3 Likes

It's also worth noting that the built-in encoder for Double will output enough decimal digits in the JSON representation to guarantee that it will come out as the exact same IEEE value when decoded later.

That is, the decimal number in the JSON might not be an exact representation of the floating point value you started with, but you can be sure it can't be mistaken for any other floating point value.

That's one reason why it doesn't need to be output as the longer-but-more-precise decimal number that @Jens quoted. The shorter decimal number identifies it just as uniquely.

7 Likes

And this is also how Double (et al) conform to LosslessStringConvertible.

3 Likes

Of course, Float has the same round-trip guarantee, which is not surprising.

It is worth noting, though, that converting a Float to a Double for JSON encoding "to keep more precision" is not a good idea. The decimal representation of the Double may be surprisingly unrelated to that of the Float.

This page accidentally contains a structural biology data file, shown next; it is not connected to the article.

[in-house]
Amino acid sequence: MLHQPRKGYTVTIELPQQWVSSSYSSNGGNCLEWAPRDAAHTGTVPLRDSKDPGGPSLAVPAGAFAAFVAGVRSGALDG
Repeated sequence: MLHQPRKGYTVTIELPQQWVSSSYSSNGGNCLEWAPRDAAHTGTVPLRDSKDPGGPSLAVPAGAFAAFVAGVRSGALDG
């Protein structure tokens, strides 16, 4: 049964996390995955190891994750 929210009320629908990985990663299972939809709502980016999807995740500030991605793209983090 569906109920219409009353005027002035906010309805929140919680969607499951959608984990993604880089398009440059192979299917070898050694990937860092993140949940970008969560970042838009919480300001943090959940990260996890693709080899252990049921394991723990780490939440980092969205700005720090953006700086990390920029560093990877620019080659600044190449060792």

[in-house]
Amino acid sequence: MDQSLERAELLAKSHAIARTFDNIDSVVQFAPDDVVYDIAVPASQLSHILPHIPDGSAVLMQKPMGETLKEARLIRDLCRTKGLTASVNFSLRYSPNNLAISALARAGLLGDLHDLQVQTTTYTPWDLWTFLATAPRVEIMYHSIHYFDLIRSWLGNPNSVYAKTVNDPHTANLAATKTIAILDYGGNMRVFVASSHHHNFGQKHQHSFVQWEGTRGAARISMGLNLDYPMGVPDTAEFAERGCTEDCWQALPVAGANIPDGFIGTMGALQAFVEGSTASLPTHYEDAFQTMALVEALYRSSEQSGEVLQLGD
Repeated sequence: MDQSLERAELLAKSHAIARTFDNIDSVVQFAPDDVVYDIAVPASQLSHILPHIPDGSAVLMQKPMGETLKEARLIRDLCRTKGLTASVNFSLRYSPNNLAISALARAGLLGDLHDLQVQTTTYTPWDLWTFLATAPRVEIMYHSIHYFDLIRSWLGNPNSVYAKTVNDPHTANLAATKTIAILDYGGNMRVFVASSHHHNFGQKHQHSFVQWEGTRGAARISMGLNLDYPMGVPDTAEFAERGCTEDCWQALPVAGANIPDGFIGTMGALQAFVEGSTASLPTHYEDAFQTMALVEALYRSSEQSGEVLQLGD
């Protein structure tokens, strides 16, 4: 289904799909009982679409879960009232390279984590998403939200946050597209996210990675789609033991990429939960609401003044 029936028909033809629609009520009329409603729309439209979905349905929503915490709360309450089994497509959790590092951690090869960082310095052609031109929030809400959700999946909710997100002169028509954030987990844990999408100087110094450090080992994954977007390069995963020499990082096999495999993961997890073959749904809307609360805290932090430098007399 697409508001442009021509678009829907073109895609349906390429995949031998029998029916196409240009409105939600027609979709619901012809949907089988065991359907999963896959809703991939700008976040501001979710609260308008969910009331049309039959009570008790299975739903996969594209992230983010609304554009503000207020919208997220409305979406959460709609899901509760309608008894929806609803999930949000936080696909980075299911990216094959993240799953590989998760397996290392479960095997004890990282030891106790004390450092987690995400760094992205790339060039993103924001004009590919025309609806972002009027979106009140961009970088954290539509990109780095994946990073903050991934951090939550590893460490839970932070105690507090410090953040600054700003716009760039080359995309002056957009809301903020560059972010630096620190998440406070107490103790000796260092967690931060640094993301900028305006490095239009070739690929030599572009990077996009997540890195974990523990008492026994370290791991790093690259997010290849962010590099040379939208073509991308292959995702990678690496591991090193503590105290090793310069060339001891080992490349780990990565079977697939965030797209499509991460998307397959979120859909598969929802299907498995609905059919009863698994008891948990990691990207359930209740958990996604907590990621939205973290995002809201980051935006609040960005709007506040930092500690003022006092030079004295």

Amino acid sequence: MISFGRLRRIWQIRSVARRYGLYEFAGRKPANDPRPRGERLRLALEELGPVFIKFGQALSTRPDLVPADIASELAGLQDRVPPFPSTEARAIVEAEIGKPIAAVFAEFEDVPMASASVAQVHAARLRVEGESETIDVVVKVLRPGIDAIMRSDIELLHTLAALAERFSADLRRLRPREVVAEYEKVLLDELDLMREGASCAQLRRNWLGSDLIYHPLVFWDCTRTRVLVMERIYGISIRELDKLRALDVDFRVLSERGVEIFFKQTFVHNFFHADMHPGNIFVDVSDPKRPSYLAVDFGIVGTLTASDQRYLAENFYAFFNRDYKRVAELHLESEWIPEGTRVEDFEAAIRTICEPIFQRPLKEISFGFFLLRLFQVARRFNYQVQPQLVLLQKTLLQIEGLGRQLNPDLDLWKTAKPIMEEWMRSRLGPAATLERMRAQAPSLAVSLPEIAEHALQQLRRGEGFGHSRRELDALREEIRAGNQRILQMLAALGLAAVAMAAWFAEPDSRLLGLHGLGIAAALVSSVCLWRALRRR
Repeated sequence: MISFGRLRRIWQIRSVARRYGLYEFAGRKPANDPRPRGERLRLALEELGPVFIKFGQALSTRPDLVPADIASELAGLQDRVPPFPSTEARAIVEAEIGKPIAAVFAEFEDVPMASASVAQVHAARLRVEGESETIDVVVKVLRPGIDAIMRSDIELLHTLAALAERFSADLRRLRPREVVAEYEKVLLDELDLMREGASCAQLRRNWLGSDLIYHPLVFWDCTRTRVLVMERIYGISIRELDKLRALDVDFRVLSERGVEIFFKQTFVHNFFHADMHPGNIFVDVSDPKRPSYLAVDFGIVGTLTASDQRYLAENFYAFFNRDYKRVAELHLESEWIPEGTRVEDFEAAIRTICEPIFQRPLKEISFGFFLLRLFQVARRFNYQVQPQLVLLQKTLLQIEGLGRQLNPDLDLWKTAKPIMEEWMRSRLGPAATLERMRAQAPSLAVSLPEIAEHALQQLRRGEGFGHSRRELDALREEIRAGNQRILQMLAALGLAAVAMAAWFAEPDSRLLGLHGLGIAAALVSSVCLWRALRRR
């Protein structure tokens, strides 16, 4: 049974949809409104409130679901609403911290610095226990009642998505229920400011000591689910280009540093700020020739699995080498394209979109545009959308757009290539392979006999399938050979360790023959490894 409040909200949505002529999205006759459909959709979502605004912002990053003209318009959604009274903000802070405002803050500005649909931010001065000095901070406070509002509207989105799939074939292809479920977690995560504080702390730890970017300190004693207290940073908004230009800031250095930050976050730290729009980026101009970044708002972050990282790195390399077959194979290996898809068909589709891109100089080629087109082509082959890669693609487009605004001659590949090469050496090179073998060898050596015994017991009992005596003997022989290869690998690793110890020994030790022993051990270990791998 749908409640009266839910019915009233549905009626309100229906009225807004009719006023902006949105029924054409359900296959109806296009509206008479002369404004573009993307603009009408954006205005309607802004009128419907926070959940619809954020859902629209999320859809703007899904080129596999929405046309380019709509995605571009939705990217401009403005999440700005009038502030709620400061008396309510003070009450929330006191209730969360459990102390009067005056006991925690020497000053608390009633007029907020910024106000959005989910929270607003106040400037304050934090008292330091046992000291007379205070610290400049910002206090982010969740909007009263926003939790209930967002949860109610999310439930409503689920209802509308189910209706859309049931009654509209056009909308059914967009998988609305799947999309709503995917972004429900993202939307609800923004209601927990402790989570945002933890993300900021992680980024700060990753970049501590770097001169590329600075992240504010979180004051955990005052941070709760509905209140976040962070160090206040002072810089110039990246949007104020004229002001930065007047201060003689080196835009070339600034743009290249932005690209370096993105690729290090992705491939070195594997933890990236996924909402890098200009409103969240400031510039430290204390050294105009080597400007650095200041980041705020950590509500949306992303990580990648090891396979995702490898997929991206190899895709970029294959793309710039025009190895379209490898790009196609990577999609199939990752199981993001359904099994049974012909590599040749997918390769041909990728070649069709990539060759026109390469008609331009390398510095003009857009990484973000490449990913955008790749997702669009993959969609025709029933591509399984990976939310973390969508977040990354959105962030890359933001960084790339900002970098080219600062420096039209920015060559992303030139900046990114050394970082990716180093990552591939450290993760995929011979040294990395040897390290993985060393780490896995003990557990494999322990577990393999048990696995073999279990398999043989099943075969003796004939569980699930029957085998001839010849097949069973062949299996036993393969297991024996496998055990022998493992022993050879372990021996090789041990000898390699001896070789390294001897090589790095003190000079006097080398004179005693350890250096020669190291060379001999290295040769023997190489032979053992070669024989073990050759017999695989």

I don't have an example handy, though it's been discussed in the Swift forums in the past, but you can have scenarios where the Float representation might be something like 0.741, and the Double representation might be 0.762…. (Not a real example, I just made up those numbers.)

It's counterintuitive but correct that the Double representation doesn't "round" to the Float representation.

4 Likes

Just one additional note to add to this — the current implementation (using [NS]JSONSerialization) will always output enough digits to guarantee round-trip equality, but there are cases where it is possible to use fewer digits while still maintaining that guarantee.

@tbkka implemented such an algorithm for Double.description way back in PR #15474 and the same could be done for JSONEncoder (the limiting factor is having to reimplement the algorithm in Foundation because JSONSerialization is Objective-C). This isn't harmful in any way, but would be a nice future change for producing "prettier" JSON. (See also SR-5961)

5 Likes

Actually, no porting should be needed: The implementation is in C in the low-level Swift runtime. So Foundation would just have to copy a single C file into their code.

3 Likes

Sorry, should've been clearer about "reimplement"; I primarily meant to imply that Foundation couldn't benefit from the Swift-level implementation as exposed through Double directly, but agreed!

This is not the right way to test this.